Running Veteran to compete at CERF

By June 22, 2017

A 43-year-old from Kelso is getting ready to compete in the City of Edinburgh Running Festival (CERF), one week after winning the 200 metres at the Hawick Border Games.

Dave McKay who has been running since he was six years old was born with an upper limb deformity.

The dad-of-two has never let his disability stop him participating in any aspect of life, especially when it come to the Scottish sprinting scene.  The “veteran”  who trains twice a week whilst also going to the gym twice a week is now gearing up for Friday’s CERF where he will take part in the 110m.

Dave particularly praises CERF as it is an all-inclusive event welcoming people of all ages and abilities through its unique handicapping system, creating an event for everyone

He said:

“You could call me a veteran of the running world as I am now 43-years-old. However, I still train with Adie Gray in Kelso where there are ten of us who meet every week and compete on the sprinting circuit every year

“I was born with shorter arms than the norm, but despite my disability, I was brought up to be competitive in whatever I set my mind to. It’s never held me back as I’ve always been treated the same, both with family and friends.  My disability has made me more determined to succeed in all aspects of life.  I’ve never felt any different to others and I expect to be treated the same as everyone else.  I’ve always enjoyed running, but I also played and managed Football teams at Border Amateur level and I am a reasonable horseman having led Kelso’s Civic Week celebrations as the 1999 Kelso Laddie which was a massive honour.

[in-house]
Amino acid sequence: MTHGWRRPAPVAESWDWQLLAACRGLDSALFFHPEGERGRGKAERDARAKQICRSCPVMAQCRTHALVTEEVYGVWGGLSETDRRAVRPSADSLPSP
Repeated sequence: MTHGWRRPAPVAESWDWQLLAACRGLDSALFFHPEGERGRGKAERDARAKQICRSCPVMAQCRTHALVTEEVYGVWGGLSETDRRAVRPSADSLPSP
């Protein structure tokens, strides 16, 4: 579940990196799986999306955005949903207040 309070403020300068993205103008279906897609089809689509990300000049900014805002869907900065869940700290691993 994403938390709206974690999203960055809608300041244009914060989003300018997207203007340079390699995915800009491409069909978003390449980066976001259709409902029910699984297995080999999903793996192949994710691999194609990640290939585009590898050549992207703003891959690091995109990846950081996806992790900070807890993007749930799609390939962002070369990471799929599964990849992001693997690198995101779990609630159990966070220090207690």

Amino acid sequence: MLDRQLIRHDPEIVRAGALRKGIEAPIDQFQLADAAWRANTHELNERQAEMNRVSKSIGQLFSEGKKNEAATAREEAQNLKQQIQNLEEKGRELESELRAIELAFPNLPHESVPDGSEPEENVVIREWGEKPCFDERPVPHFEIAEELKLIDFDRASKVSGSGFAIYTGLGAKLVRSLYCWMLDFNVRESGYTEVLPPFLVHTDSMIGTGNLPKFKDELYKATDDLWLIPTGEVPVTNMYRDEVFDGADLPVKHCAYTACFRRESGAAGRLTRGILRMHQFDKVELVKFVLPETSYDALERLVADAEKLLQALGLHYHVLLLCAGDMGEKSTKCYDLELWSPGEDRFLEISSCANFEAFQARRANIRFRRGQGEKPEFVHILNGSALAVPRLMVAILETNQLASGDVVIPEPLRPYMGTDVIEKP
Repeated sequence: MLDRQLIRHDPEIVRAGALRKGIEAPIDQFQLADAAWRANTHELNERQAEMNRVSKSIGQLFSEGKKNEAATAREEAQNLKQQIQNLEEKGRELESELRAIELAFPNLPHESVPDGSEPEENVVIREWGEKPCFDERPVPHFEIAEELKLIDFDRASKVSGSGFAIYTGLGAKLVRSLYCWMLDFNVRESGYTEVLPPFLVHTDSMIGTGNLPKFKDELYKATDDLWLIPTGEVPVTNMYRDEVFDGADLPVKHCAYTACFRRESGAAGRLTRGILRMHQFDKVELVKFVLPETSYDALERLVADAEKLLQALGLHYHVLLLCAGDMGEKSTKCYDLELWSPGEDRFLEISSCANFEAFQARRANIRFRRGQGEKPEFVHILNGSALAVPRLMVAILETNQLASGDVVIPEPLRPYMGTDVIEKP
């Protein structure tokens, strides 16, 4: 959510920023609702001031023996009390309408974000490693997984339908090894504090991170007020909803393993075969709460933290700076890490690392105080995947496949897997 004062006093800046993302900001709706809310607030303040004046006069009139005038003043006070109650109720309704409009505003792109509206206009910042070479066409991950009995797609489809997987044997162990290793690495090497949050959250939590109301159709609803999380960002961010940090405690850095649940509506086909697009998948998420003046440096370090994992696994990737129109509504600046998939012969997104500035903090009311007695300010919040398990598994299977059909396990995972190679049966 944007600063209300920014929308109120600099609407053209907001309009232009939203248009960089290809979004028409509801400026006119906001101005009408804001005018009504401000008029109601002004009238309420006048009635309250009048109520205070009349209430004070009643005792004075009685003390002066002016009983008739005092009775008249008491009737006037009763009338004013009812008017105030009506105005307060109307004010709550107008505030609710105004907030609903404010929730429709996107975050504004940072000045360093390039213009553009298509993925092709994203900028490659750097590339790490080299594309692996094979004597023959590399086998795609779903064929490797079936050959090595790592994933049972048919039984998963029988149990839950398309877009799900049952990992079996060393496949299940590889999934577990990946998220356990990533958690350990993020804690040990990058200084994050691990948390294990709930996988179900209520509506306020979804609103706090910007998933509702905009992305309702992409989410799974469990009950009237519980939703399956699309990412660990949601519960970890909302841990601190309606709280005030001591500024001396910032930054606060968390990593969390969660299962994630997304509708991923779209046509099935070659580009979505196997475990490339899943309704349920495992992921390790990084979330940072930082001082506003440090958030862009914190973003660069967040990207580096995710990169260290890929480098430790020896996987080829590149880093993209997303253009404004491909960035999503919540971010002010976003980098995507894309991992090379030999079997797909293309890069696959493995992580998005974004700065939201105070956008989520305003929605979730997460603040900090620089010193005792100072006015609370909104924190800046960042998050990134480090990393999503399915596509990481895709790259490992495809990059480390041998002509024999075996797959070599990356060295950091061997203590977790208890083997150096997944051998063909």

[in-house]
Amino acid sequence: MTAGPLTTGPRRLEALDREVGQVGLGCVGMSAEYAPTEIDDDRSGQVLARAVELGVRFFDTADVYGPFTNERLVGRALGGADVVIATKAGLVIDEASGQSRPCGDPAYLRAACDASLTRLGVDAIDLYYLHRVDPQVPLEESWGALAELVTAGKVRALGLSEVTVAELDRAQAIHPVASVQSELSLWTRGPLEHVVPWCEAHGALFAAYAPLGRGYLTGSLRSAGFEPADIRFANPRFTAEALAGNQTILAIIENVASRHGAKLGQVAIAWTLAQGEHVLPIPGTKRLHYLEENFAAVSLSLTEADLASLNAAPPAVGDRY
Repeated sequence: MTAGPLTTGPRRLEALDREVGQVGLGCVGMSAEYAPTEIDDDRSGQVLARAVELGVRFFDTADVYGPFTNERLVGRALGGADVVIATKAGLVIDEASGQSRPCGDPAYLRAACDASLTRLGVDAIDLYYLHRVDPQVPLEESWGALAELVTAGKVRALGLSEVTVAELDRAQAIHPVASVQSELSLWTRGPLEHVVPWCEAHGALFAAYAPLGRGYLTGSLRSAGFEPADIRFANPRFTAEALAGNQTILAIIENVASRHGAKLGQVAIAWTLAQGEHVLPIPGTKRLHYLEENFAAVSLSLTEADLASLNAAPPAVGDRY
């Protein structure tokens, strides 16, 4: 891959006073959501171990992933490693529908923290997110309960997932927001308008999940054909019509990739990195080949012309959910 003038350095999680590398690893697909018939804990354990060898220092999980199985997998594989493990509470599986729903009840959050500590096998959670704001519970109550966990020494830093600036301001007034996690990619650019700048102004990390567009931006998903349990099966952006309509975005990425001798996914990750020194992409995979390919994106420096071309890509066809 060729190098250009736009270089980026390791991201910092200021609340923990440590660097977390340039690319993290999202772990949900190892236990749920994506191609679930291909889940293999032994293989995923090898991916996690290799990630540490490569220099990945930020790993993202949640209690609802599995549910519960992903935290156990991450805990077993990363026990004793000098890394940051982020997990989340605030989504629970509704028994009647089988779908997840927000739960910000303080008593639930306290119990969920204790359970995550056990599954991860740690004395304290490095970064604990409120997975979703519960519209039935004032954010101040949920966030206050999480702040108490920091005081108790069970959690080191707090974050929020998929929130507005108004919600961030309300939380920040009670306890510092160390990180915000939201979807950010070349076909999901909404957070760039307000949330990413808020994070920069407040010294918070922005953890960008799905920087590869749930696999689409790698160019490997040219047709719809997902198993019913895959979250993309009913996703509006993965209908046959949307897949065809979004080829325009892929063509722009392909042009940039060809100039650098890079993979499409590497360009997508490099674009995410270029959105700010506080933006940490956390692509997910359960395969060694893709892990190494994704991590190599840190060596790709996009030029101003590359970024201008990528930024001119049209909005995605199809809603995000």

“This will be the third time I’ve ran at CERF and the fact is it all-inclusive is a massive appeal to me. It’s great to see the event growing year on year, as Edinburgh didn’t used to have any big sprinting events outside The New Year Sprint. It’s also fantastic to see people like Graeme Armstrong, the chairman of CERF, push for this event and for it to be so well received.”

CERF is on a handicap basis meaning that each competitor should have an equal chance of winning, no matter their age, or ability. An official handicapper allocates each runner a starting mark based on previous performance, age and ability. There are three age groups for runners: Youth A (13-16), Youth B (9-12) and Adult (16 – no age limit).